As with not trusting absolutely everything you read online, a healthy dose of skepticism seems necessary when handling documents from the 17th Century. An investigation into what was thought to be a prized Galileo Galilei manuscript from the University of Michigan has revealed that it is indeed a fake.
On the top half of the document is the draft of a letter supposedly written by the famed Italian astronomer accompanying his official presentation of a recently built telescope to the Doge of Venice on August 24, 1609. This newly built telescope helped Galileo observe the moons of Jupiter, which he originally believed to be stars. A draft of Galileo’s notes on his observations of Jupiter’s moons from January 7 to 15, 1610 are seemingly on the bottom half of the manuscript.
While working on a new book about Galileo, Georgia State History professor and historian Nick Wilding raised questions about the document. According to the University of Michigan Library, Wilding was concerned with the dating of the paper—specifically, monograms on the watermark that dated it to no earlier than the 18th Century, well after Galileo’s time. The fake is suspected to be the work of a 20th Century forger Tobia Nicotra.
In an interview with The New York Times, Wilding said, “As soon as I heard the word ‘Nicotra,’ I got the little ‘Spidey sense.'” He contacted Curator Pablo Alvarez who told the Times he had a “sinking feeling” seeing Wilding’s name on the email given his track record of spotting fake documents.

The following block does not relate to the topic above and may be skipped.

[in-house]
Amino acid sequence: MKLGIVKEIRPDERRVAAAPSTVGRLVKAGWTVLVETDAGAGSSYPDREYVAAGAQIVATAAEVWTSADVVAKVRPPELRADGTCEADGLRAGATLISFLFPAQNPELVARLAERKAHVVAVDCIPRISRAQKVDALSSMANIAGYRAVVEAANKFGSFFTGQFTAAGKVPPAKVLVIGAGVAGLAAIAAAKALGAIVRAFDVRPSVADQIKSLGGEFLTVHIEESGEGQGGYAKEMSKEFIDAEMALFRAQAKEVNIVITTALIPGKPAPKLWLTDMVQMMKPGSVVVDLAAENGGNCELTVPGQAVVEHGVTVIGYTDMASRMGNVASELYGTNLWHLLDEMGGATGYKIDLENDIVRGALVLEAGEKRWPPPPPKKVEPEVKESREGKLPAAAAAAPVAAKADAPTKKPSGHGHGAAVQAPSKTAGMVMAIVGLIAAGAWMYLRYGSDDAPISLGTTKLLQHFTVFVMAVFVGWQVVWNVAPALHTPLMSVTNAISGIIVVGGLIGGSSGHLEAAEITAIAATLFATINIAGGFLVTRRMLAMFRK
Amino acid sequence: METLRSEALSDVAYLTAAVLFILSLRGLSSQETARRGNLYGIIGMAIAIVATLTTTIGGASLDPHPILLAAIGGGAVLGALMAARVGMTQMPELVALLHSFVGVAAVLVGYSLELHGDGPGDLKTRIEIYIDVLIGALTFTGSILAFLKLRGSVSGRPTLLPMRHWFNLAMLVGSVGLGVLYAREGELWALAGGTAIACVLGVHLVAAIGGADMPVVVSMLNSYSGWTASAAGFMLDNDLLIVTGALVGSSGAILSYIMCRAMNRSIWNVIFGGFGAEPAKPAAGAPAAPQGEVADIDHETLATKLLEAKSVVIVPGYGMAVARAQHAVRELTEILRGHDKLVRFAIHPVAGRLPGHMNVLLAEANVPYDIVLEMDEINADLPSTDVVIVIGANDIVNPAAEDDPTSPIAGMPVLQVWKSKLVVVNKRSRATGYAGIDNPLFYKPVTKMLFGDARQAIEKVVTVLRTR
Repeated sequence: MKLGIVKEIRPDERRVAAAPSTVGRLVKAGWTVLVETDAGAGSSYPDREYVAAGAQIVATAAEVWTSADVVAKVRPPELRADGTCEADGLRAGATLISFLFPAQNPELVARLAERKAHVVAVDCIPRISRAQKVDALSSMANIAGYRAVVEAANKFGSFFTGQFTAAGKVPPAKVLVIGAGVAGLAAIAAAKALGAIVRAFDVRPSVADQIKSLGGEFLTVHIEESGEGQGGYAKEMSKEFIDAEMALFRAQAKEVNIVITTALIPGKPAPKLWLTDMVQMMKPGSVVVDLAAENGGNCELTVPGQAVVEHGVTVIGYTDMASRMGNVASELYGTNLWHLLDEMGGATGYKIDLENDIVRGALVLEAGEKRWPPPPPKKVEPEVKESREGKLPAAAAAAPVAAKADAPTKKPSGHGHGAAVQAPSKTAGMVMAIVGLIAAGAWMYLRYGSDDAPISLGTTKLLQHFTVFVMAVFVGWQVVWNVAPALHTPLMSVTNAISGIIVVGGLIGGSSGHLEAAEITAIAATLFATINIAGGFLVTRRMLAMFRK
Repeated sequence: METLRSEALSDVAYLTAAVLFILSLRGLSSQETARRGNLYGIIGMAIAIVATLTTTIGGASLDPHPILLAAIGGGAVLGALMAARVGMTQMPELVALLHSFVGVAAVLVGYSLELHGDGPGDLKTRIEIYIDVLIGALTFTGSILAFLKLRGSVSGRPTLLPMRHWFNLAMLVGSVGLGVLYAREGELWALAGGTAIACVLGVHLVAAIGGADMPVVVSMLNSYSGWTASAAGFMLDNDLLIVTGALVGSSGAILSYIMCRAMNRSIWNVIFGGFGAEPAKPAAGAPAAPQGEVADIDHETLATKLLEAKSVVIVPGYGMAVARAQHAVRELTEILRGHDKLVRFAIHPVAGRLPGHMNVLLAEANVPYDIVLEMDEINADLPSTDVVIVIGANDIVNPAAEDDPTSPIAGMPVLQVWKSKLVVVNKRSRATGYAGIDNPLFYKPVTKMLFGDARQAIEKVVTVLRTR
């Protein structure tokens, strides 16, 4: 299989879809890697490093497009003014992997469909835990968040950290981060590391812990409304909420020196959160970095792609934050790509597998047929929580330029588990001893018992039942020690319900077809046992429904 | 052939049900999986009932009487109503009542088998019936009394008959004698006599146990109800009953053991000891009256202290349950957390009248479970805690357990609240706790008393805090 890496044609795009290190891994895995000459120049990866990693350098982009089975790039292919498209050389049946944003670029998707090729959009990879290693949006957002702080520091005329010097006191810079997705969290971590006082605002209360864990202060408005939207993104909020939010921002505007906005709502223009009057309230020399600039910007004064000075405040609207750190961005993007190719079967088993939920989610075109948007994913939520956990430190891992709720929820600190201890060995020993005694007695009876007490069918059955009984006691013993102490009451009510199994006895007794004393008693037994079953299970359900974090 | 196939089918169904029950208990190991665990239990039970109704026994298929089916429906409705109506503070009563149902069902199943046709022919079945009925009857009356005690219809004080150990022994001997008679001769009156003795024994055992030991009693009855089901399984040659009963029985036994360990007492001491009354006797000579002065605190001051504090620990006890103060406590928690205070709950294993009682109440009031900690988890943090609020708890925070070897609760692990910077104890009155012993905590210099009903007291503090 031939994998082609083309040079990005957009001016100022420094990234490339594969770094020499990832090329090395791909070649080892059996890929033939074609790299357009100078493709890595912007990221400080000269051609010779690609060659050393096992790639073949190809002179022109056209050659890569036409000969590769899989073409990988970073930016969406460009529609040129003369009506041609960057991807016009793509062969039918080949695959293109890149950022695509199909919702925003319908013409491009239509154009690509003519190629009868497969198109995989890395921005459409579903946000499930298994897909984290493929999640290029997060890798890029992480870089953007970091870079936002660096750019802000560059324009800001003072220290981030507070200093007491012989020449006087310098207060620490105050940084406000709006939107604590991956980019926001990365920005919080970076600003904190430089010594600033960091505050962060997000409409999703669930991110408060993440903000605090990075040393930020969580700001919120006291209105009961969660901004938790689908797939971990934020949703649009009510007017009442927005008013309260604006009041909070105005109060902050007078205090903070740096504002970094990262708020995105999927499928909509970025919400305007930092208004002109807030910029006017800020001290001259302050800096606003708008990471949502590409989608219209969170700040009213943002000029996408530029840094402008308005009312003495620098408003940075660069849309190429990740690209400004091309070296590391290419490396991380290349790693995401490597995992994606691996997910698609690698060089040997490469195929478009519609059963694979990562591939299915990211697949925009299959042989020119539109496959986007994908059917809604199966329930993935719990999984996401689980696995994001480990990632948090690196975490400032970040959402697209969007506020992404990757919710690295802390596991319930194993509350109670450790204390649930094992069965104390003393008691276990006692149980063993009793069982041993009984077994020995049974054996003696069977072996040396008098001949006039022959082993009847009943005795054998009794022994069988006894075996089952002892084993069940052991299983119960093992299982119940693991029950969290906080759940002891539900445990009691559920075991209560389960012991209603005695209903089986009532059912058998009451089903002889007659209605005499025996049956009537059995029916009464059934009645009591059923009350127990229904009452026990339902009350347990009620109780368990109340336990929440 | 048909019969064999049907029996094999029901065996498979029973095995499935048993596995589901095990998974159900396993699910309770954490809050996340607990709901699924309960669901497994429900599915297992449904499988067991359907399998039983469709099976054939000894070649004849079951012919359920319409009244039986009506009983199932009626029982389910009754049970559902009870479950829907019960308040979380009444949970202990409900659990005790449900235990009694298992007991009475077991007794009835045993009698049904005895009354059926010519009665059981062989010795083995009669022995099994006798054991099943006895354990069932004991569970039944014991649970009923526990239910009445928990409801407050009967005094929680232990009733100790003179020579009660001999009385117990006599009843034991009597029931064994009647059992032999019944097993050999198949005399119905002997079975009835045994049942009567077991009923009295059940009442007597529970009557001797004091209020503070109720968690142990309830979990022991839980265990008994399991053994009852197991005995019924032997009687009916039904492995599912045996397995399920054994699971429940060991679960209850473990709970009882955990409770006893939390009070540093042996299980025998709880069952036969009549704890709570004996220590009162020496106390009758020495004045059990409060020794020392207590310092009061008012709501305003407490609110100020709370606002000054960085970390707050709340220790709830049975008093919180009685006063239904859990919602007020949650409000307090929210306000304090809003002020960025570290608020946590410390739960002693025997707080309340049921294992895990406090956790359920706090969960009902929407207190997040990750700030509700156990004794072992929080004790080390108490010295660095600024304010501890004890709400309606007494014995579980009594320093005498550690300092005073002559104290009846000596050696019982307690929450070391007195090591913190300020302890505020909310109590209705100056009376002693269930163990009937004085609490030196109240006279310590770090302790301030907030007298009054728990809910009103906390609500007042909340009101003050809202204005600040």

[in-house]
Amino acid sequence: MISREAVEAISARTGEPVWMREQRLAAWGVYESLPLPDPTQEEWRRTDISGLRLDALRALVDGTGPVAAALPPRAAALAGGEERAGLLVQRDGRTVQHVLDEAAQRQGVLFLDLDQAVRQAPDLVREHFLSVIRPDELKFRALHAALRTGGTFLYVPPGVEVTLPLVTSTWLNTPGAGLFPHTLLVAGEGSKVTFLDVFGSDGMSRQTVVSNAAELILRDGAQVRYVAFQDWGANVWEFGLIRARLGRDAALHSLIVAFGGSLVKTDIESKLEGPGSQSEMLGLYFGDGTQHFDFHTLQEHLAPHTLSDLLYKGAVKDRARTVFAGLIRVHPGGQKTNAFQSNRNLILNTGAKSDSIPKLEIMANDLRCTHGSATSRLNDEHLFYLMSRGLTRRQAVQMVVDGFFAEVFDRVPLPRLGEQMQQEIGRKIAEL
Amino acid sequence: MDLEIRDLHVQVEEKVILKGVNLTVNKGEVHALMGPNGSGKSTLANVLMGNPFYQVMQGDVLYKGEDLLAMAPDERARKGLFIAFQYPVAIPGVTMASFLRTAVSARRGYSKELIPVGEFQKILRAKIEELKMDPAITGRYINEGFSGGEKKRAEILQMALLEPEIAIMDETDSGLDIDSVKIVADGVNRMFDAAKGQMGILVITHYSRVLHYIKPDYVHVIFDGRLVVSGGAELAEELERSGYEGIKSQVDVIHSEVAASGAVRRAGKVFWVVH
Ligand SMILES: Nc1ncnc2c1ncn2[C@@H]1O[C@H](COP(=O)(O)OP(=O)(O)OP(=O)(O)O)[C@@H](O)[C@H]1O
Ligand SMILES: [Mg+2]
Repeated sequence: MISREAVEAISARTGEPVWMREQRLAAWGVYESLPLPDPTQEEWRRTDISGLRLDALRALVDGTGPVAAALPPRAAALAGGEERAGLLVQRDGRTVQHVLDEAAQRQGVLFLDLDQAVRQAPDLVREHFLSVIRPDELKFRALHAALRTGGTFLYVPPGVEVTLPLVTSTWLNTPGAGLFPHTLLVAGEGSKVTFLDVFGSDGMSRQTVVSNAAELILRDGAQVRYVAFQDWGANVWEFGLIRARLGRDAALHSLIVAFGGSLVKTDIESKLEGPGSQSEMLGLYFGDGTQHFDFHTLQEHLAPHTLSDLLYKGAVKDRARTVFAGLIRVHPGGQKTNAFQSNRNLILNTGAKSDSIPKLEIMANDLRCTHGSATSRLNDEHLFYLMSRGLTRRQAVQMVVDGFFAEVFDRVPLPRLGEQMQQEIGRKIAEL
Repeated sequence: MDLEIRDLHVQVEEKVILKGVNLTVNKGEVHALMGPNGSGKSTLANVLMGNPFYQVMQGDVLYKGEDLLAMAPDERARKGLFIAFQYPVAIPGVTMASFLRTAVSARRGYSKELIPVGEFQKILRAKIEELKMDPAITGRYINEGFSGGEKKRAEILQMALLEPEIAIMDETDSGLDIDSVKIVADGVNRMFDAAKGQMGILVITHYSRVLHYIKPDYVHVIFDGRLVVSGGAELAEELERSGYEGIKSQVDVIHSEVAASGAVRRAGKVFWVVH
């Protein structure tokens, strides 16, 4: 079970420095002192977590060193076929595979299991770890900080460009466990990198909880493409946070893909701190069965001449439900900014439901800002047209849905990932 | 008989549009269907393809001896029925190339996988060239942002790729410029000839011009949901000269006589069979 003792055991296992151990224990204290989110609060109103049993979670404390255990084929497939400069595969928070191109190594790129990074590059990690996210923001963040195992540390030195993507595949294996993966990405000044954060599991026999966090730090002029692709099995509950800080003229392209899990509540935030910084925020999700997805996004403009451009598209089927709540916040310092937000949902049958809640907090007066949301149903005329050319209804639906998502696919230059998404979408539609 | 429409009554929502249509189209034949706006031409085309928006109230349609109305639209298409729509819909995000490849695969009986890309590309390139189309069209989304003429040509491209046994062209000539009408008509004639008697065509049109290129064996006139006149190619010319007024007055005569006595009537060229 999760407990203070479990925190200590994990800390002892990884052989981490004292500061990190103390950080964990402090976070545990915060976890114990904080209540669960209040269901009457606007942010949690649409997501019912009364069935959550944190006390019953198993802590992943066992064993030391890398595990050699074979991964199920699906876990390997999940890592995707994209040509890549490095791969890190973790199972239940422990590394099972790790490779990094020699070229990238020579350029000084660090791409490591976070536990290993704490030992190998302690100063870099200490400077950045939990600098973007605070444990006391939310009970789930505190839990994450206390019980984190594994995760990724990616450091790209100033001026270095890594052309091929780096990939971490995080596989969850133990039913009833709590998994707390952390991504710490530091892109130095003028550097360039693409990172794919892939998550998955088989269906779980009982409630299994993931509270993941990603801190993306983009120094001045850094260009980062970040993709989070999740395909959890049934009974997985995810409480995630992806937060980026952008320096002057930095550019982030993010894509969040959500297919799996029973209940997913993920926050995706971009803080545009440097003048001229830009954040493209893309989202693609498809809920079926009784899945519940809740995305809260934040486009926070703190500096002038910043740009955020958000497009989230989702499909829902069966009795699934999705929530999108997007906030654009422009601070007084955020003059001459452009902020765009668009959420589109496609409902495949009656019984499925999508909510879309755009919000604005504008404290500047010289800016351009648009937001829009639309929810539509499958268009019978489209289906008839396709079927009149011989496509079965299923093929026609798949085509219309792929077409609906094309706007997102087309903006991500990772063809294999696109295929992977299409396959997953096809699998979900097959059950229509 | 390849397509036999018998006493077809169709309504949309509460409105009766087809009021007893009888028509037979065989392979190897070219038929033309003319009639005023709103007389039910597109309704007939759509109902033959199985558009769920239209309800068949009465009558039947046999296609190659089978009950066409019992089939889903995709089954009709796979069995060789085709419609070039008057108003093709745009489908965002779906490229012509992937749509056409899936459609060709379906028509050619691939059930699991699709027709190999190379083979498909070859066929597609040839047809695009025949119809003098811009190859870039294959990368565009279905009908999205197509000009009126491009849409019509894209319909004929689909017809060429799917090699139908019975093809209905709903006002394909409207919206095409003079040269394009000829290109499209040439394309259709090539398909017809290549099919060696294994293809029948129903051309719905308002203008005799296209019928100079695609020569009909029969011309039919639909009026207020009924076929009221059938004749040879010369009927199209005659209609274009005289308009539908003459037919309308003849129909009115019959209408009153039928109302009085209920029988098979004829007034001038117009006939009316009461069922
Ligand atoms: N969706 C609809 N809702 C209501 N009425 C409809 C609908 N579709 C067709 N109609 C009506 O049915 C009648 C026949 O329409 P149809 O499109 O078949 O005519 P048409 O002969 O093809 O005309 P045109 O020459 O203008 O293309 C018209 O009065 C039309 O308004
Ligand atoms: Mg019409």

Wilding teaches a summer course on forgery at the University of West Virginia’s Rare Book School and in 2012, he correctly identified a fake copy of Galileo’s Sidereus Nuncius. He also uncovered a forged Galileo letter by Tobia Nicotra at the Morgan Library in New York City. He is working to uncover other Galileo forgeries while researching his next book.
The genuine version of the letter is currently at the Archivio di Stato di Venezia in Venice, while Galileo’s notes on the moons of Jupiter are part of the Sidereus Nuncius Dossier at the Biblioteca Nazionale Centrale di Firenze in Florence.
These kinds of forgeries of old documents are nothing new. In 2021, a team of conservators at Yale University determined that a 15th Century map of Vinland thought to be the earliest European depictions of North America was a fake made in the 20th Century. Their study also revealed that the deceit was intentional, when they uncovered instructions on how to forge such an old map on the back of the document itself. Additionally, a series of forged love letters written by President Abraham Lincoln were published in The Atlantic Monthly in 1929.